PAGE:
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Vice Fund Hopes Cigarettes, Booze Pay Off

Mutuals: The portfolio's investments will focus on so-called sin stocks, such as Philip Morris and Anheuser-Busch.


DALLAS — Vanguard Group has a ship as its logo. T. Rowe Price Group Inc. uses a bighorn sheep.

To represent its new Vice Fund, chose a cigarette, a martini, dice and a gun sight.

Vice Fund, which begins trading today, will be the first open-end mutual fund focused on "socially irresponsible" investments, buying shares of companies such as Philip Morris Cos., Anheuser-Busch Cos., Harrah's Entertainment Inc. and Lockheed Martin Corp., said co-manager Dan Ahrens.

So-called sin stocks perform well in good times and bad, said Ahrens, who will run the portfolio for Dallas-based with Eric McDonald.

Still, the new portfolio also shows that, with more than 8,300 mutual funds competing for investor assets, some money management firms must turn to gimmicks to raise money, said Russel Kinnel, analyst at fund tracker Morningstar Inc. in Chicago. "When you're working at an obscure shop, running an obscure fund, you have an incentive to do this kind of thing because that kind of name gets more ink," he said.

Portfolios such as Vice Fund have a narrow focus, subjecting investors to bigger swings in price, some analysts say. When the fund's industries are in favor, it can put up big returns because of its concentration in those stocks; that and the catchy name help lure investors' cash, Kinnel said. The flip side is such funds can incur bigger-than-average losses too.

Ahrens, 36, said Vice Fund will prove critics wrong. A subscription phase for the fund, during which investors could buy shares for $10 each, began Aug. 15 and ended Friday. Ahrens said he didn't yet know how much money the fund raised in all., founded in 1994, has about $240 million in assets under management. Four no-load mutual funds that invest in other funds--so-called funds of funds--account for just under $100 million of that. Managers of Vice Fund will pick their own stocks, Ahrens said. He said his firm's experience in sifting through funds to select offerings for its funds of funds will help.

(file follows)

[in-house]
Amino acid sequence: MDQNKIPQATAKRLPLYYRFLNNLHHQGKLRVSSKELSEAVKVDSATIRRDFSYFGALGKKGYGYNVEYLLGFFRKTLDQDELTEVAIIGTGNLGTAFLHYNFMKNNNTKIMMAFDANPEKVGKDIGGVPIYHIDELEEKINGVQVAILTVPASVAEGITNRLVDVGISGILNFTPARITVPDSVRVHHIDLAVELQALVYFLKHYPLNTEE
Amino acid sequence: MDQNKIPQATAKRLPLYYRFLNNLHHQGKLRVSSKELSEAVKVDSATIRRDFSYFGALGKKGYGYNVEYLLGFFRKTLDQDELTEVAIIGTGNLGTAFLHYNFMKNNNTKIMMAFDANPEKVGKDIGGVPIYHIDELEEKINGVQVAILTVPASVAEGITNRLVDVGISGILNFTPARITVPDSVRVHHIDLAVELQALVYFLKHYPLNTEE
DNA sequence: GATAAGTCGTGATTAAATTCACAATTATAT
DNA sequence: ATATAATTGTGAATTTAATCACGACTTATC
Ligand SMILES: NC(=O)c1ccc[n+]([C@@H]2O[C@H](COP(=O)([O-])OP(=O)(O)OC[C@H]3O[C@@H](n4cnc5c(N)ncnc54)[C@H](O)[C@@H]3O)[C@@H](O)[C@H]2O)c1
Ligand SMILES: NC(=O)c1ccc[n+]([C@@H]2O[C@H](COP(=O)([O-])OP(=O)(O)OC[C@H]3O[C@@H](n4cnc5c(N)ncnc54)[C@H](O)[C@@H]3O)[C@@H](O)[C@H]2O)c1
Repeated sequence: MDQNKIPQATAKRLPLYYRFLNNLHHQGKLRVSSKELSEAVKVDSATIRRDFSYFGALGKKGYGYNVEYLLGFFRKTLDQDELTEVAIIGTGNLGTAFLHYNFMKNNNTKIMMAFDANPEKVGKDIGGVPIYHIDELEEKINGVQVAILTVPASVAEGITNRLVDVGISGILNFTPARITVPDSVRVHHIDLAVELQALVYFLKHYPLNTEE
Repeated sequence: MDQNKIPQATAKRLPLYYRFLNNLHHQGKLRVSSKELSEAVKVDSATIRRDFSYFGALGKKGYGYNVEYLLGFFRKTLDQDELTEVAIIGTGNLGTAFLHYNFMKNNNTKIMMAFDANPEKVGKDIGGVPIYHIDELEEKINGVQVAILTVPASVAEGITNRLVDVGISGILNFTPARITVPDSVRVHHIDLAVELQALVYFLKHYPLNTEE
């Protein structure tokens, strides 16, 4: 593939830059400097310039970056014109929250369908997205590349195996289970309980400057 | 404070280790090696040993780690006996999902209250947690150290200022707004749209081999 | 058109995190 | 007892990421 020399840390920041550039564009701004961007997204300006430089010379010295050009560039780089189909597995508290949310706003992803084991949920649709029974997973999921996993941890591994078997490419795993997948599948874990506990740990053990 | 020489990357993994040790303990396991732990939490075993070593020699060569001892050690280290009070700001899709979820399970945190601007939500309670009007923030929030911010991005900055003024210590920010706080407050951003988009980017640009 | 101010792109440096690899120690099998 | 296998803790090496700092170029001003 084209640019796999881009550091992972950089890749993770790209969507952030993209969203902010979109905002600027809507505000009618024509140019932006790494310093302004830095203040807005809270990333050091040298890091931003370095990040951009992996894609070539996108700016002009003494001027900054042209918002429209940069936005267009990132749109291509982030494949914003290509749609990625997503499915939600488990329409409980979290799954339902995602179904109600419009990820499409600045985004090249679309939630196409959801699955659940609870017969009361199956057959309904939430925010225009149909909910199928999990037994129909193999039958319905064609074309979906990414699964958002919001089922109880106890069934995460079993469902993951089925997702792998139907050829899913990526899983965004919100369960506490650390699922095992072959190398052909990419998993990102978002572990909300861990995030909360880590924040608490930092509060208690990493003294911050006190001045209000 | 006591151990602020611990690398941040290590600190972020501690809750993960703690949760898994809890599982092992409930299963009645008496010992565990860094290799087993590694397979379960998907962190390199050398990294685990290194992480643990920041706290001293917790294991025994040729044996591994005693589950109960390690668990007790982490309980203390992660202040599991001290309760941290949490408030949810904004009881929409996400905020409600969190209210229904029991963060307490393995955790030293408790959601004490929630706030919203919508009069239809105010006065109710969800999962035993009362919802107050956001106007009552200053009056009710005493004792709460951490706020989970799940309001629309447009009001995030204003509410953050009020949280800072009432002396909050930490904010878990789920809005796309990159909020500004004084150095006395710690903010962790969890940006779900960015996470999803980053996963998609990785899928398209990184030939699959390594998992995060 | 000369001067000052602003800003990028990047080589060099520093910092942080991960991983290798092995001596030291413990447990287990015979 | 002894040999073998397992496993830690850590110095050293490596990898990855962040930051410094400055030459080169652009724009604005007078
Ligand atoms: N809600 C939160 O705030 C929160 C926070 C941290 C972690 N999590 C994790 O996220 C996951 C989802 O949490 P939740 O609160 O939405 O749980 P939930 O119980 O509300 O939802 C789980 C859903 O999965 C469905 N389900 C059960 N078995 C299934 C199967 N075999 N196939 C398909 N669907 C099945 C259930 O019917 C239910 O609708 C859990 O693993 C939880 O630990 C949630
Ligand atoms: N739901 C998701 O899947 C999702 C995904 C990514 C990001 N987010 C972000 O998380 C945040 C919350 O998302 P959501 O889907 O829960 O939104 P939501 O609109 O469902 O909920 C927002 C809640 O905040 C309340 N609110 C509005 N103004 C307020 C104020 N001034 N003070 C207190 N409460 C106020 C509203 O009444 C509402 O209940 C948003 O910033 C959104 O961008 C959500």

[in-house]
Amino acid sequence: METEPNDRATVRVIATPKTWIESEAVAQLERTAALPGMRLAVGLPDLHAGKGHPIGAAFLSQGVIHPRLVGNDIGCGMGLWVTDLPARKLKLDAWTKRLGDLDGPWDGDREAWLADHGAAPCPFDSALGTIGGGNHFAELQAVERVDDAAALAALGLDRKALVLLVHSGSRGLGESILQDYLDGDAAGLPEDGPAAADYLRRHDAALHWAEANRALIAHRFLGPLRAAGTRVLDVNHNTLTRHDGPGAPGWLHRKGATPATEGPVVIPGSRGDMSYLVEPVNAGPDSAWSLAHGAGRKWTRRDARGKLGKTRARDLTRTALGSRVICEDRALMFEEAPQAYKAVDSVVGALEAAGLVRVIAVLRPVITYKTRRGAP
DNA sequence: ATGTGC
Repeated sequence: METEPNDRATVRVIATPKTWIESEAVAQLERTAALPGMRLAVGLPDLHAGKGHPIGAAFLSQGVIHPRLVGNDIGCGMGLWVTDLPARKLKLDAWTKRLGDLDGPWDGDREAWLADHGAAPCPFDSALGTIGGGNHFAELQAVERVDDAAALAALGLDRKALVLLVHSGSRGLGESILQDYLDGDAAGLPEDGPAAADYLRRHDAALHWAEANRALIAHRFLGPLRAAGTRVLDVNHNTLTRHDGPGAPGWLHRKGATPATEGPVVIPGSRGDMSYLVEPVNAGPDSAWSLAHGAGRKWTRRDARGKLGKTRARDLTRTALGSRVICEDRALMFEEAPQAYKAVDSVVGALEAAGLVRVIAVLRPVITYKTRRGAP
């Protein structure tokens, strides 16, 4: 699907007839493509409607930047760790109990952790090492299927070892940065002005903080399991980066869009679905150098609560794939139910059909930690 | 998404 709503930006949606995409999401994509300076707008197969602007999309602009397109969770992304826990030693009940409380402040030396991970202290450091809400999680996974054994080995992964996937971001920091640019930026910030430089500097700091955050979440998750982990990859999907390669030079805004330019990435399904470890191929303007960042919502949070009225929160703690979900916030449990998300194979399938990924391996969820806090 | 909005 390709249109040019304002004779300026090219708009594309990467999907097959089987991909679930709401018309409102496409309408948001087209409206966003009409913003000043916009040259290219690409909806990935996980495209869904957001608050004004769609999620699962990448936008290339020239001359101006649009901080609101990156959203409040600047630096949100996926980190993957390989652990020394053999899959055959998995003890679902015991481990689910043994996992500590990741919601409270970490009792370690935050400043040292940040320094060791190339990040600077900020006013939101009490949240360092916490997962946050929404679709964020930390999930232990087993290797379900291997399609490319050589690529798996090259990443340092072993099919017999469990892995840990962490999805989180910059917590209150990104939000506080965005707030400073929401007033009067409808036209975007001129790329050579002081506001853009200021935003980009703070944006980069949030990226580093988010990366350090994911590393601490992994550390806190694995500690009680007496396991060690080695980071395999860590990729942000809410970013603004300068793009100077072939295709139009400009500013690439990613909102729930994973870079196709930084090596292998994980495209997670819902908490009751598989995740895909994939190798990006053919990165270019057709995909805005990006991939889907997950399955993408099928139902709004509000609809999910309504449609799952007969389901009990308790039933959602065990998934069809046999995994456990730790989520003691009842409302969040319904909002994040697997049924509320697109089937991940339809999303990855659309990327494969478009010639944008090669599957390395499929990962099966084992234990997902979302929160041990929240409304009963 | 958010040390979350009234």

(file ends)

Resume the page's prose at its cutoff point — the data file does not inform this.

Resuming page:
Ahrens is also vice president of distribution at He started his financial services career in 1988, working in the insurance industry before joining the firm in 1999. McDonald, president of, worked as a stockbroker for two firms in Dallas before joining in 1997.

Kinnel said he knew of only one other fund that focused on sin stocks, a closed-end fund called Morgan FunShares Inc. (ticker symbol: MFUN).

Unlike open-end funds, whose shares are always redeemable at net asset value, closed-end funds issue a specific number of shares that trade on exchanges, similar to regular stocks. Shares of Morgan FunShares, founded in 1994, recently traded at a 21% discount to net asset value. They closed at $5.40 on Nasdaq on Friday; the price is down 25% this year.

Morgan FunShares invests in companies whose products and services tend to be habitual, said Robert Pincus, president of the fund. Besides liquor, tobacco and gambling stocks, the fund also invests in shares of chewing gum maker Wm. Wrigley Jr. Co. and Coca-Cola Co.

"These consumer companies have held up probably better than the broad market," Pincus said.

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